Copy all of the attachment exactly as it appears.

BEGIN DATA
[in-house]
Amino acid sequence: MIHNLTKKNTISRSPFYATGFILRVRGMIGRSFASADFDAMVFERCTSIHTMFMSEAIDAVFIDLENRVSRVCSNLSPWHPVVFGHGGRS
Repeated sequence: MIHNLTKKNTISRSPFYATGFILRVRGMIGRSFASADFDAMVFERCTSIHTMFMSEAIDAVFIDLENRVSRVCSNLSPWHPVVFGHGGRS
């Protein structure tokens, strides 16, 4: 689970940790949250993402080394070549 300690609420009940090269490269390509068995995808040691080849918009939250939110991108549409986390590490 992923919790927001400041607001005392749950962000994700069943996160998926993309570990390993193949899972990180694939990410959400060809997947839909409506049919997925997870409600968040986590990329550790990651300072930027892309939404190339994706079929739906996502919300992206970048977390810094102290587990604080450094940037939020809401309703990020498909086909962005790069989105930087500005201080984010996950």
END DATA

[in-house]
Amino acid sequence: MIHNLTKKNTISRSPFYATGFILRVRGMIGRSFASADFDAMVFERCTSIHTMFMSEAIDAVFIDLENRVSRVCSNLSPWHPVVFGHGGRS
Repeated sequence: MIHNLTKKNTISRSPFYATGFILRVRGMIGRSFASADFDAMVFERCTSIHTMFMSEAIDAVFIDLENRVSRVCSNLSPWHPVVFGHGGRS
């Protein structure tokens, strides 16, 4: 689970940790949250993402080394070549 300690609420009940090269490269390509068995995808040691080849918009939250939110991108549409986390590490 992923919790927001400041607001005392749950962000994700069943996160998926993309570990390993193949899972990180694939990410959400060809997947839909409506049919997925997870409600968040986590990329550790990651300072930027892309939404190339994706079929739906996502919300992206970048977390810094102290587990604080450094940037939020809401309703990020498909086909962005790069989105930087500005201080984010996950």